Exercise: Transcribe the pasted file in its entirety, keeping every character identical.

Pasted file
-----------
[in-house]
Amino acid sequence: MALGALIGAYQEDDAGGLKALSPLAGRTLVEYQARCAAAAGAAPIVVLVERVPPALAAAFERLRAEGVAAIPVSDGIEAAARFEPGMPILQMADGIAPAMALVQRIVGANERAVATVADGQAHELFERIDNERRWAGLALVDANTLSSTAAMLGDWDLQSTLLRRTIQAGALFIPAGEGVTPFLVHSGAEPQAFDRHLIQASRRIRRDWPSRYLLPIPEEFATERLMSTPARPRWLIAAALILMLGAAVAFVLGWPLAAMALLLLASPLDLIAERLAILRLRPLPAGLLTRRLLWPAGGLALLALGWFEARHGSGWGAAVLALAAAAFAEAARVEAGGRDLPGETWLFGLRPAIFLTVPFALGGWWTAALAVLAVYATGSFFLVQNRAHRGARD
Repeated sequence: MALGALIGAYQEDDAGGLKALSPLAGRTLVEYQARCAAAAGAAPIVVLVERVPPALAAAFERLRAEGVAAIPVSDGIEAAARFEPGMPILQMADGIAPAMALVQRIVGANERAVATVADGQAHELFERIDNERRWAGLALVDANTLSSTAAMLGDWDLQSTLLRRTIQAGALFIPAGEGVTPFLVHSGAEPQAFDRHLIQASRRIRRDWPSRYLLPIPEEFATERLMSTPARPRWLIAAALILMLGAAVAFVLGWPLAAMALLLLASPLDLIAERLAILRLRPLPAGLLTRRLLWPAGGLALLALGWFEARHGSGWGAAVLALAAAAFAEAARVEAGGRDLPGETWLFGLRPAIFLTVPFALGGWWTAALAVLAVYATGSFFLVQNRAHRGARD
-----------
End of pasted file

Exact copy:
[in-house]
Amino acid sequence: MALGALIGAYQEDDAGGLKALSPLAGRTLVEYQARCAAAAGAAPIVVLVERVPPALAAAFERLRAEGVAAIPVSDGIEAAARFEPGMPILQMADGIAPAMALVQRIVGANERAVATVADGQAHELFERIDNERRWAGLALVDANTLSSTAAMLGDWDLQSTLLRRTIQAGALFIPAGEGVTPFLVHSGAEPQAFDRHLIQASRRIRRDWPSRYLLPIPEEFATERLMSTPARPRWLIAAALILMLGAAVAFVLGWPLAAMALLLLASPLDLIAERLAILRLRPLPAGLLTRRLLWPAGGLALLALGWFEARHGSGWGAAVLALAAAAFAEAARVEAGGRDLPGETWLFGLRPAIFLTVPFALGGWWTAALAVLAVYATGSFFLVQNRAHRGARD
Repeated sequence: MALGALIGAYQEDDAGGLKALSPLAGRTLVEYQARCAAAAGAAPIVVLVERVPPALAAAFERLRAEGVAAIPVSDGIEAAARFEPGMPILQMADGIAPAMALVQRIVGANERAVATVADGQAHELFERIDNERRWAGLALVDANTLSSTAAMLGDWDLQSTLLRRTIQAGALFIPAGEGVTPFLVHSGAEPQAFDRHLIQASRRIRRDWPSRYLLPIPEEFATERLMSTPARPRWLIAAALILMLGAAVAFVLGWPLAAMALLLLASPLDLIAERLAILRLRPLPAGLLTRRLLWPAGGLALLALGWFEARHGSGWGAAVLALAAAAFAEAARVEAGGRDLPGETWLFGLRPAIFLTVPFALGGWWTAALAVLAVYATGSFFLVQNRAHRGARD